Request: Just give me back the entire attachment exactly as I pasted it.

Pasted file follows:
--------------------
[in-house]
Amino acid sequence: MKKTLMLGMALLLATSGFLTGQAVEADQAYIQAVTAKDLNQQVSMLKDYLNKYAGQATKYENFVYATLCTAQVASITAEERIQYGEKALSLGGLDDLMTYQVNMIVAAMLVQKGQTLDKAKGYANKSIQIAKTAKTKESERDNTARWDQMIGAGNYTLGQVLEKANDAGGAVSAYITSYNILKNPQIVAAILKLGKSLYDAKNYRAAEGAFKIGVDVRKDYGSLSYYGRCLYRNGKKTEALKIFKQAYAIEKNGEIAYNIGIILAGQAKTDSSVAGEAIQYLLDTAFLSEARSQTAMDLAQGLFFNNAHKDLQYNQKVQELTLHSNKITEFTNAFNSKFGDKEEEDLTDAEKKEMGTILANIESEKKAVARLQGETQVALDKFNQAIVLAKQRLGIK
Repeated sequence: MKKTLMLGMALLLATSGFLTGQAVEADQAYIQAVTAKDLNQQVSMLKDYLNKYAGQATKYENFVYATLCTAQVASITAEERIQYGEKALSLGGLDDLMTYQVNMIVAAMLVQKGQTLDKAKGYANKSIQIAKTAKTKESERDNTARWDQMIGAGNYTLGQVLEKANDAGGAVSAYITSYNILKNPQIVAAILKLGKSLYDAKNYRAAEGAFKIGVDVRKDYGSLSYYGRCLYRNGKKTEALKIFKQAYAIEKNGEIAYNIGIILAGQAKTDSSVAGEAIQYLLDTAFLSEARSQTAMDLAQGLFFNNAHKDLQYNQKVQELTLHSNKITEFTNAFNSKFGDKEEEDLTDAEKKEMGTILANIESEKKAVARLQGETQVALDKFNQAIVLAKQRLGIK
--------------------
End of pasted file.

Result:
[in-house]
Amino acid sequence: MKKTLMLGMALLLATSGFLTGQAVEADQAYIQAVTAKDLNQQVSMLKDYLNKYAGQATKYENFVYATLCTAQVASITAEERIQYGEKALSLGGLDDLMTYQVNMIVAAMLVQKGQTLDKAKGYANKSIQIAKTAKTKESERDNTARWDQMIGAGNYTLGQVLEKANDAGGAVSAYITSYNILKNPQIVAAILKLGKSLYDAKNYRAAEGAFKIGVDVRKDYGSLSYYGRCLYRNGKKTEALKIFKQAYAIEKNGEIAYNIGIILAGQAKTDSSVAGEAIQYLLDTAFLSEARSQTAMDLAQGLFFNNAHKDLQYNQKVQELTLHSNKITEFTNAFNSKFGDKEEEDLTDAEKKEMGTILANIESEKKAVARLQGETQVALDKFNQAIVLAKQRLGIK
Repeated sequence: MKKTLMLGMALLLATSGFLTGQAVEADQAYIQAVTAKDLNQQVSMLKDYLNKYAGQATKYENFVYATLCTAQVASITAEERIQYGEKALSLGGLDDLMTYQVNMIVAAMLVQKGQTLDKAKGYANKSIQIAKTAKTKESERDNTARWDQMIGAGNYTLGQVLEKANDAGGAVSAYITSYNILKNPQIVAAILKLGKSLYDAKNYRAAEGAFKIGVDVRKDYGSLSYYGRCLYRNGKKTEALKIFKQAYAIEKNGEIAYNIGIILAGQAKTDSSVAGEAIQYLLDTAFLSEARSQTAMDLAQGLFFNNAHKDLQYNQKVQELTLHSNKITEFTNAFNSKFGDKEEEDLTDAEKKEMGTILANIESEKKAVARLQGETQVALDKFNQAIVLAKQRLGIK